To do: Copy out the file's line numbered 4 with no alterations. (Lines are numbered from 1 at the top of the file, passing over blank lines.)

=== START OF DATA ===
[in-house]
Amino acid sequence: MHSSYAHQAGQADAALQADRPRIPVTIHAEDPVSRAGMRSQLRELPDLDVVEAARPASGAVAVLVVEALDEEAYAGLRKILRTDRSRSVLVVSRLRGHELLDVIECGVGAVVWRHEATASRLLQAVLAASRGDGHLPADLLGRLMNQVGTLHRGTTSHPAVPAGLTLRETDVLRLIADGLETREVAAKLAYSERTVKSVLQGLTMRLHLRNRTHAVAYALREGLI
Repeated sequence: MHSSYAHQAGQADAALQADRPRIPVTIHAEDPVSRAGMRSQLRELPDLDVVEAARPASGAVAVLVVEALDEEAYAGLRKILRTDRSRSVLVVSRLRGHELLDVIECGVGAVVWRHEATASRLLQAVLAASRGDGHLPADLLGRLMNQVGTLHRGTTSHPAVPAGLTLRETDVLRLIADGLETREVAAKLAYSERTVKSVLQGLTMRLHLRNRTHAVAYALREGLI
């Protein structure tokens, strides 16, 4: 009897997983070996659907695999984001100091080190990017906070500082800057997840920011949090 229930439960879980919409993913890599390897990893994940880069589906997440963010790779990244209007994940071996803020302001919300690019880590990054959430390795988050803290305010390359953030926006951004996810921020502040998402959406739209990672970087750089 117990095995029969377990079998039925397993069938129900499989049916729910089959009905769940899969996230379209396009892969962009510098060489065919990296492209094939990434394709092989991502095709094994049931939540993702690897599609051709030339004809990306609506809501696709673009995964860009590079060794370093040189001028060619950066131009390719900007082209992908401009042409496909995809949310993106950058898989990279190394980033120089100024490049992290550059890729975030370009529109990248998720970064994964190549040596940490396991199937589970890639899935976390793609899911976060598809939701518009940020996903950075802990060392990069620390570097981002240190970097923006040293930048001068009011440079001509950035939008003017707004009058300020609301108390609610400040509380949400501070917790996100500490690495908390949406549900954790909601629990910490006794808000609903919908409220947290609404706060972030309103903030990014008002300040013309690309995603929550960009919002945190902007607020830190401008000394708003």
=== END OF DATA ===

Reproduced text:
């Protein structure tokens, strides 16, 4: 009897997983070996659907695999984001100091080190990017906070500082800057997840920011949090 229930439960879980919409993913890599390897990893994940880069589906997440963010790779990244209007994940071996803020302001919300690019880590990054959430390795988050803290305010390359953030926006951004996810921020502040998402959406739209990672970087750089 117990095995029969377990079998039925397993069938129900499989049916729910089959009905769940899969996230379209396009892969962009510098060489065919990296492209094939990434394709092989991502095709094994049931939540993702690897599609051709030339004809990306609506809501696709673009995964860009590079060794370093040189001028060619950066131009390719900007082209992908401009042409496909995809949310993106950058898989990279190394980033120089100024490049992290550059890729975030370009529109990248998720970064994964190549040596940490396991199937589970890639899935976390793609899911976060598809939701518009940020996903950075802990060392990069620390570097981002240190970097923006040293930048001068009011440079001509950035939008003017707004009058300020609301108390609610400040509380949400501070917790996100500490690495908390949406549900954790909601629990910490006794808000609903919908409220947290609404706060972030309103903030990014008002300040013309690309995603929550960009919002945190902007607020830190401008000394708003």